Albany -- Peanuts are one of south Georgia's top crops, but they could be in short supply this year.
South Georgia farmers likely will plant far fewer acres of peanuts this year. Add the potential for dry weather, and yields could be way down. That worries the Georgia Peanut Producers Association.
Georgia farmers planted about 580,000 acres of peanuts last year, about 25 percent below previous years. State ag experts expect even fewer acres planted this year, and that could cause a peanut shortage. University of Georgia Agronomist Dr. John Beasley said "certainly if we drop acreage and have some kind of drought or anything that cuts yield potential, we could be short of peanuts."
State Ag experts say already with a deficit of seven inches of rainfall, drought is a real possibility. University of Georgia Agrometerologist Dr. Joel Paz said "we're predicting a drier than normal spring."
More South Georgia farmers are planting corn this spring, to take advantage of high commodity prices. Corn needs irrigation, leaving peanuts to non-irrigated fields. Dr. Beasley said "they've got an opportunity to plant corn at four dollars a bushel. They are going to start planting corn and put it under irrigation, so we are expecting our percentage under irrigation to drop this year."
And state ag experts worry that dry land peanuts will not yield well. Dr. Paz said "for those who are in dry land, they are in increased risk of having a poor crop, if we continue to have dry weather into early spring and summer."
Usually South Georgia farmers produce 50 percent of their peanuts on irrigated fields, but state experts expect most to take a chance on dry land crops, which is risky. U.S.D.A. National Peanut Research Lab Leader Dr. Marshall Lamb said "it's going to be a very expensive year to farm with the fuel prices we have, and a lot of fertilizers the way the prices have gone up. So farmers are going to have to make the right decisions."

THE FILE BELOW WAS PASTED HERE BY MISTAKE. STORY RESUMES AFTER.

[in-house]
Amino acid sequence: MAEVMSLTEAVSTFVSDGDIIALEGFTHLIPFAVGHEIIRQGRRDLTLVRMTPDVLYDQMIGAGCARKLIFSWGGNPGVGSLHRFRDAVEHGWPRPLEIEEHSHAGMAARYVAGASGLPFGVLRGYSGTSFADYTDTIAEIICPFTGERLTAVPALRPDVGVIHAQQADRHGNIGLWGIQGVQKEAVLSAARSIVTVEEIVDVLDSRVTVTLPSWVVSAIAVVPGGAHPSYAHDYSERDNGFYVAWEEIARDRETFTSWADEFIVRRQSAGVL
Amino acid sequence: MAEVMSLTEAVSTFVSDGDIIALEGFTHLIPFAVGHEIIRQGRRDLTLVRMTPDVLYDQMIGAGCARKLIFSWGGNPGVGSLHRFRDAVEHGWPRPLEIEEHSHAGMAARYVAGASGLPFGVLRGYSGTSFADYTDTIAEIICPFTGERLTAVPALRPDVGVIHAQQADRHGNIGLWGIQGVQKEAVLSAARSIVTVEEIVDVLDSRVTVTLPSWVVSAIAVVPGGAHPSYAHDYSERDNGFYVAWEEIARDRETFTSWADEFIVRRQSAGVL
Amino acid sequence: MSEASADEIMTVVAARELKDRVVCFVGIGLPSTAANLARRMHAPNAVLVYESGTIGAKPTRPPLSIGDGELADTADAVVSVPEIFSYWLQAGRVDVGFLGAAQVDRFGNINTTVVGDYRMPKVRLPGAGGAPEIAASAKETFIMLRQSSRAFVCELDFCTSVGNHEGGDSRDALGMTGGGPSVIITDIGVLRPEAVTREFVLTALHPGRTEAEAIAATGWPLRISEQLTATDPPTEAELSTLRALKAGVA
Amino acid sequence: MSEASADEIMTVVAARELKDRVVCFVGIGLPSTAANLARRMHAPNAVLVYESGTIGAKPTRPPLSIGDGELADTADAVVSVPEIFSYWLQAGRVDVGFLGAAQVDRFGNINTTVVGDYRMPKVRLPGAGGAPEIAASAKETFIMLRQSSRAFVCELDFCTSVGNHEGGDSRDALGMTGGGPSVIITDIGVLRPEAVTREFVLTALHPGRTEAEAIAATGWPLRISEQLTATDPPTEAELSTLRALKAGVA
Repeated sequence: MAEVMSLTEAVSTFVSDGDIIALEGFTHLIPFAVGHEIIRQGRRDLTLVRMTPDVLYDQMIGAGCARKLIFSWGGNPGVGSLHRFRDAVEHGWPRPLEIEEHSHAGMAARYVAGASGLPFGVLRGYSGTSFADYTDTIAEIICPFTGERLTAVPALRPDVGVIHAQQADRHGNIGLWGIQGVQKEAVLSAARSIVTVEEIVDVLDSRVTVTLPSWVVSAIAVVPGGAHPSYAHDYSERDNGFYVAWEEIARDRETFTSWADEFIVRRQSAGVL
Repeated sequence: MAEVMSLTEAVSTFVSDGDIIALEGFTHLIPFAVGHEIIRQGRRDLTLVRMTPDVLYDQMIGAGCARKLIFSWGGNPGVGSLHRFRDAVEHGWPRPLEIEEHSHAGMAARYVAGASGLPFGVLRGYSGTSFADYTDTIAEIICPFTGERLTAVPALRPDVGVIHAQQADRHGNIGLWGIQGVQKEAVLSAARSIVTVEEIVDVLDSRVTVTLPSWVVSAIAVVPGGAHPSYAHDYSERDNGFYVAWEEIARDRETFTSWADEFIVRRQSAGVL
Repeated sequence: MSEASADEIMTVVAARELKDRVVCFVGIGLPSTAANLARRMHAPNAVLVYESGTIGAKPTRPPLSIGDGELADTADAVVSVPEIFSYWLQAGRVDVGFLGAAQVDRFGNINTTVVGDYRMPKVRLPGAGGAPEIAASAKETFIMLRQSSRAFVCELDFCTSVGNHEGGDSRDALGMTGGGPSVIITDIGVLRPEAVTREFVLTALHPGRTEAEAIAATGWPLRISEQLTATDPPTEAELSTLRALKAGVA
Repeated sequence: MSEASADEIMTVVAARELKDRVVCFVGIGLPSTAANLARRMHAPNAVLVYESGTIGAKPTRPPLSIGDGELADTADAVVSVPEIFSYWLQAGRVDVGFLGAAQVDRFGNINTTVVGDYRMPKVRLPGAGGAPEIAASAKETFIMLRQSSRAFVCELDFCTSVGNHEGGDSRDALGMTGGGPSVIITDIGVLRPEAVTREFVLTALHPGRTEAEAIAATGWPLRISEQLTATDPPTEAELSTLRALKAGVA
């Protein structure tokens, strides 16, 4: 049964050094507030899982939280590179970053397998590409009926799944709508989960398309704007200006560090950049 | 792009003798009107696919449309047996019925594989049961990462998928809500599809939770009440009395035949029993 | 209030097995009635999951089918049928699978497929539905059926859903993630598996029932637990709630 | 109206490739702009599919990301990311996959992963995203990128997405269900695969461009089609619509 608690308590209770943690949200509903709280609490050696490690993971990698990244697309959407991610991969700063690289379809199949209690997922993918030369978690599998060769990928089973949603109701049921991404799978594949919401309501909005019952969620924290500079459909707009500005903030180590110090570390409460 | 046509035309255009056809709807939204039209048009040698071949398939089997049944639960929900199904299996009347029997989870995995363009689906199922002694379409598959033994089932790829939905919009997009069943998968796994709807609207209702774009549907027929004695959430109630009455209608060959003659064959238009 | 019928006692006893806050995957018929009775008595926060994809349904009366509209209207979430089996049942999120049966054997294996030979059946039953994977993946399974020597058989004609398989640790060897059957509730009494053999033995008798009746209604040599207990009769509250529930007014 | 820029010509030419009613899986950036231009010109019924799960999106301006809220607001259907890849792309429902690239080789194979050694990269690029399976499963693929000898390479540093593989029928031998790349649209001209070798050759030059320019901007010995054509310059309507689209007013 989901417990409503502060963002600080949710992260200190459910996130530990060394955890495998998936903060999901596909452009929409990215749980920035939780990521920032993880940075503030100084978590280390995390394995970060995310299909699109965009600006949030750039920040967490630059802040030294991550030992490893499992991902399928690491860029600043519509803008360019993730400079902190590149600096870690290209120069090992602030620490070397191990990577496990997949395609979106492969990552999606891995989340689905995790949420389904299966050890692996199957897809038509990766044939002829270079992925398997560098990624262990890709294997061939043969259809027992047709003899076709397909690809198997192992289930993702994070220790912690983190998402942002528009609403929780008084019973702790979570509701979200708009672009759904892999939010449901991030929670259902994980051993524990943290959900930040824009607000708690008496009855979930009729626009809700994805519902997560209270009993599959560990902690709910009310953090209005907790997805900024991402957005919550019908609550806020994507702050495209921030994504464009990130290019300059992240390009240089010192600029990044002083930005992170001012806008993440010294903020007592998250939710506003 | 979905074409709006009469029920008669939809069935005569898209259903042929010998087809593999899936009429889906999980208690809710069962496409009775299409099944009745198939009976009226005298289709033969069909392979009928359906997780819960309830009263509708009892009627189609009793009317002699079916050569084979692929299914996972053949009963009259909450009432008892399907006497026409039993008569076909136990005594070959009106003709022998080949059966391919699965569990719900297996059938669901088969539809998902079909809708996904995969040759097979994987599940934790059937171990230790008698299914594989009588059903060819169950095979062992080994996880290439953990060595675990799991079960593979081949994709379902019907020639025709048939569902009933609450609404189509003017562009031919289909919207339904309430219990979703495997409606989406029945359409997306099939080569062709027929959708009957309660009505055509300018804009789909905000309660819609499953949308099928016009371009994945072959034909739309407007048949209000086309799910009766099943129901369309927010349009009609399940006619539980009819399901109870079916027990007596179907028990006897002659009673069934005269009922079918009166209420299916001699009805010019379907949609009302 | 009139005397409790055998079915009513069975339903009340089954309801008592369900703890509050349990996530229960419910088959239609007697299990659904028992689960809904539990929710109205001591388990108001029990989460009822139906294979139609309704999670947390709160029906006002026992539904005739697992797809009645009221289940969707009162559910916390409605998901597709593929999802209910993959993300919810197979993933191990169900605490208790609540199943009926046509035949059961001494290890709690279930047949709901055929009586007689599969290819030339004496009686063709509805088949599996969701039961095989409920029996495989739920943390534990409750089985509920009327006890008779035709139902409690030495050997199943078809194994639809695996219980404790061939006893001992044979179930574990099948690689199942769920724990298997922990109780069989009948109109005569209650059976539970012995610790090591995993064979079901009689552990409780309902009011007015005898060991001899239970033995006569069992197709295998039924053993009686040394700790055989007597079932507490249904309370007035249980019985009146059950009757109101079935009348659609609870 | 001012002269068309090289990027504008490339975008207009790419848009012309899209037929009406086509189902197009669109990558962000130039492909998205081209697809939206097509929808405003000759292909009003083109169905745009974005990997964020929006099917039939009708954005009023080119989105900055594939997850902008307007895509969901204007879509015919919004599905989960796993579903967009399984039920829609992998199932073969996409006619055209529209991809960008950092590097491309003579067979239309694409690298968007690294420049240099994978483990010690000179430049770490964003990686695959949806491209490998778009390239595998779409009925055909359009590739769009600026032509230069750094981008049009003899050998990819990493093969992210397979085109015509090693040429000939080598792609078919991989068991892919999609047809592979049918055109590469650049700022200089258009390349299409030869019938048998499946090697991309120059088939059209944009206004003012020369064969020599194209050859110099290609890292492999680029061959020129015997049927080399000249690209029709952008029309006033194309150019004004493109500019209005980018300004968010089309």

Farmers could profit with more corn, rotating their fields off peanuts for a year and making more money with that crop. But the Georgia Peanut Producers Association for the first time in years worries about a shortage.
Peanut farmers say that if they get good spring and early summer rain, they should produce a good yield.
Marketing experts told the Peanut Producers that the salmonella scare at Worth County's Peter Pan peanut butter plant has not hurt consumer confidence.
The C.D.C. Reports that more than 400 people in 44 states were sickened by peanut butter tainted with salmonella produced at the Sylvester Con Agra plant.
But peanut market analysts say that peanut butter and other peanut products sales rose by more than ten percent since the recall. Tyron Spearman, editor of the Peanut Market News said "I'm sure they discarded some of the other peanut butter and bought new, so the consumers are sticking with peanut butter. And that's good news for peanut farmers, that their demand will continue."
Production at the Con Agra plant is still stopped while they make the clean up needed to insure safe peanut butter production.